Fed's Poole says rate hikes not slowing economy

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FOCUS-Fed's Poole says rate hikes not slowing economy

ORLANDO, March 13 (Reuters) - Though the Federal Reserve has raised interest rates four times since mid-1999, there is little sign the booming U.S. economy is slowing, St. Louis Fed President William Poole said on Monday.

Poole was speaking one week before the Fed's next policy meeting at which a small increase in rates is widely expected. Fed officials have made it abundantly clear they will keep raising rates until the blazing pace of growth cools.

``I don't think that you could say that anything shows up in a statistically significant way as a consequence of previous increases in interest rates. I would not say there has been any significant slowing,'' Poole said at a panel discussion sponsored by the Common Funds Education Forum.

The policy-setting Federal Open Market Committee (FOMC) has already raised the key federal funds rate on overnight lending between banks four times since June of last year. The FOMC is expected to push fed funds up from 5.75 percent currently to 6.0 percent at its March 21 meeting.

The Fed's chief concern is that demand in the economy -- fueled partly by an enormous increase in ``paper'' wealth from the stock market and real estate market -- is outstripping the capacity to supply goods and services and that this will create inflation.

The Fed also fears the country is running out of available workers as a result of that strong demand, and that this may drive up wages and prices. And more recently, there have been jitters about rising energy prices posing an inflation threat.

Poole, who is a non-voting FOMC member this year, acknowledged there was a risk inflation would accelerate due to the recent spike in oil prices, but he said he did not see any evidence it was having a broad impact yet.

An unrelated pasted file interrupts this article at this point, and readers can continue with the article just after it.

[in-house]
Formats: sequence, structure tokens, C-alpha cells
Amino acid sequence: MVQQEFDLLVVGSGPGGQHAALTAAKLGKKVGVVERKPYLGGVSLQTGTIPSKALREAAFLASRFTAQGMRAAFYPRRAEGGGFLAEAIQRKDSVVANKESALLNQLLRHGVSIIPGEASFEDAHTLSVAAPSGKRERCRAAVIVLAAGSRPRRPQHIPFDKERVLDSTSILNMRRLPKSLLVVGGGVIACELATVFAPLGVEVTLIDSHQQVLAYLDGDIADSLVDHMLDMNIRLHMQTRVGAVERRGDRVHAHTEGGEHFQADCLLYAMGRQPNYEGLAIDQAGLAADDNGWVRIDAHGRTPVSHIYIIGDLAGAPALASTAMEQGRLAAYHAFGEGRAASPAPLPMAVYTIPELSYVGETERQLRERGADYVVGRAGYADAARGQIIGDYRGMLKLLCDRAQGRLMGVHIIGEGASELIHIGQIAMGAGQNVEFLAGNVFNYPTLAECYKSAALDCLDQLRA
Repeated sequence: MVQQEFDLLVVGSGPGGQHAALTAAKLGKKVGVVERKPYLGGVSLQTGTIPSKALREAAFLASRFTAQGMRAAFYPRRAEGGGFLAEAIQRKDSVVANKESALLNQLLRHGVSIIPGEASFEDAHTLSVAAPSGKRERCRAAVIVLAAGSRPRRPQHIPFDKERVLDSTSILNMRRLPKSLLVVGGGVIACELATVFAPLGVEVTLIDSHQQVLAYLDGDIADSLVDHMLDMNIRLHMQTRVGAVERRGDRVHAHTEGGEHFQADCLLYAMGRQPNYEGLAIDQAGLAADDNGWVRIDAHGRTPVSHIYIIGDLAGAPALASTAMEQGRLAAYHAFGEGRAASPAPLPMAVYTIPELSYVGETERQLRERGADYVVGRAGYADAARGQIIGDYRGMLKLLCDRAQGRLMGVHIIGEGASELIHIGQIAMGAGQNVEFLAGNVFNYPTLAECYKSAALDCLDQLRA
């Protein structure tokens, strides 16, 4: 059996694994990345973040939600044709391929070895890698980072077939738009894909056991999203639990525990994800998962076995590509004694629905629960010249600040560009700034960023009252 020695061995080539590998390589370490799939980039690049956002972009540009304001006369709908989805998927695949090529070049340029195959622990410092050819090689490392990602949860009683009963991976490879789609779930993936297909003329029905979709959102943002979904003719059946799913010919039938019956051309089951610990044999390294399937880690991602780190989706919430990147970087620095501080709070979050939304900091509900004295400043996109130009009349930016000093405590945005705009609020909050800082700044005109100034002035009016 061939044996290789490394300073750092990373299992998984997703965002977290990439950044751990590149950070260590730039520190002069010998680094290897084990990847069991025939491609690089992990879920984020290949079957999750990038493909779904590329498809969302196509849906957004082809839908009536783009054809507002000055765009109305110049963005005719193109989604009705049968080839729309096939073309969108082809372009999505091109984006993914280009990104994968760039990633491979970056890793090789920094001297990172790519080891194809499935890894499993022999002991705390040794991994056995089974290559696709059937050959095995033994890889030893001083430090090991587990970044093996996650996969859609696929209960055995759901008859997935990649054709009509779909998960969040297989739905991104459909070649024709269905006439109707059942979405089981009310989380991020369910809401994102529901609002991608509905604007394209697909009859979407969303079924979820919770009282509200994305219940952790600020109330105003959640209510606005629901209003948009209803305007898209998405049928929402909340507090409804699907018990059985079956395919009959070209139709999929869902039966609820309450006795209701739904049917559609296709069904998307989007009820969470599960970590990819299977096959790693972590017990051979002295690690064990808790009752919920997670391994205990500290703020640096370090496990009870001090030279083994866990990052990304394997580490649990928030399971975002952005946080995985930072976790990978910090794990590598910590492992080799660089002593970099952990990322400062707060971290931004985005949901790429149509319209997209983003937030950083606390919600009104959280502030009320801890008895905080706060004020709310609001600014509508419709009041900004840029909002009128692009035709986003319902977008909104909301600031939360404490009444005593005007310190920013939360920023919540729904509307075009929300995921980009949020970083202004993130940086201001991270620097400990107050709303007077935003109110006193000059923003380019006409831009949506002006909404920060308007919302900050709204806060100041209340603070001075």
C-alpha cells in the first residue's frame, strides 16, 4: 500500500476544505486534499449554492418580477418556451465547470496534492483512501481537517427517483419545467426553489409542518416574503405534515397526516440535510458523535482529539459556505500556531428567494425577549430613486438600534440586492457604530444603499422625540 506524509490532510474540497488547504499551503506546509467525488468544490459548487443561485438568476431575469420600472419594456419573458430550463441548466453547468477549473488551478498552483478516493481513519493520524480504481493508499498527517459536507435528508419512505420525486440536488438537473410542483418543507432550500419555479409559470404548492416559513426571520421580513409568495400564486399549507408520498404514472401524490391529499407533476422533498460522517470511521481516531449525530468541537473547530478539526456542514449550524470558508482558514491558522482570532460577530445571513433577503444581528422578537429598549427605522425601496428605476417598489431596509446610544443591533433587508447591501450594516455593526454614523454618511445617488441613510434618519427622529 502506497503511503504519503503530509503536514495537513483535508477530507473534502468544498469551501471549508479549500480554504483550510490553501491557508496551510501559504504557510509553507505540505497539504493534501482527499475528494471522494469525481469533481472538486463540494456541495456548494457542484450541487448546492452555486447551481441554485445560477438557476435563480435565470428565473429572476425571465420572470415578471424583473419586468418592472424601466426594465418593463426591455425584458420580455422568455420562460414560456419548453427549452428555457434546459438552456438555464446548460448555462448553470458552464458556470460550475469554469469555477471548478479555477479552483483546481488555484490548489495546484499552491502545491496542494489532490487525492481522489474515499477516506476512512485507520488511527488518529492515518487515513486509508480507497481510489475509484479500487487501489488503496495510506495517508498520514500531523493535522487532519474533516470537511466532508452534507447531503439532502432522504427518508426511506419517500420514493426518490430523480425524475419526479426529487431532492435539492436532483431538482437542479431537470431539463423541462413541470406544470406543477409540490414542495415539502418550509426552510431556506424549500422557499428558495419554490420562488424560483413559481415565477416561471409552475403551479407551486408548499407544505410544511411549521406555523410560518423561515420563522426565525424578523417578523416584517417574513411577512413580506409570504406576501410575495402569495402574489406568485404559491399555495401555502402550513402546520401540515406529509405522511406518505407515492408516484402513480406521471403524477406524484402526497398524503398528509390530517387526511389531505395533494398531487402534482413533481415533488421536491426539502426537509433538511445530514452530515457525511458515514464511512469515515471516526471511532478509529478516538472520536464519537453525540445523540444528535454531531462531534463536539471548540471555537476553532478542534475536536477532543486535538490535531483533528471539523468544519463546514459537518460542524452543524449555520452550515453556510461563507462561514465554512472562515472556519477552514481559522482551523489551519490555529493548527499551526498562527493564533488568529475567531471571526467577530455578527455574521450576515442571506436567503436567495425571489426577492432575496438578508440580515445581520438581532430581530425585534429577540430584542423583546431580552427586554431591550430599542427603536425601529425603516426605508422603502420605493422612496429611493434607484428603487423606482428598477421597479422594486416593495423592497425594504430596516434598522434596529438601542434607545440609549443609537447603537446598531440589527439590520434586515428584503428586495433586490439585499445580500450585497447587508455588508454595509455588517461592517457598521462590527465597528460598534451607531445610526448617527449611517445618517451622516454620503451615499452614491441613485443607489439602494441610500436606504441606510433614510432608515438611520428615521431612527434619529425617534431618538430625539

Oil prices rose last week to the highest levels since the 1991 Gulf crisis.

While industries that depend on fuel were certainly feeling the pinch, Poole said: ``I don't think it's spreading in a highly generalized fashion. As I look at the data on inflation expectations, I think it's astonishing how rock solid they've been.''

Fed officials have seemed confident the sharp rise in oil prices would only be temporary. They maintain the U.S. economy is much less sensitive to oil price swings now than it was in the 1970s.

Poole also commented on the two most recent U.S. monthly employment reports for January and February, saying they did not give a clear reading on the strength of the economy.

The jobs data were ``mostly an aberration, having to do with seasonal impact and some clouding as a consequence of Y2K'', he said.

U.S. non-farm payrolls increased by a very tepid 43,000 in February after surging 384,000 in January. But January's strong showing was due to unseasonably mild winter weather and February's weakness was seen as a ``payback'' for January.

-- Ken Decker (kcdecker@worldnet.att.net), March 13, 2000


Whew! For a minute there I thought that Steven Poole had become a Fed :^)

-- Jim Cooke (JJCooke@yahoo.com), March 14, 2000.

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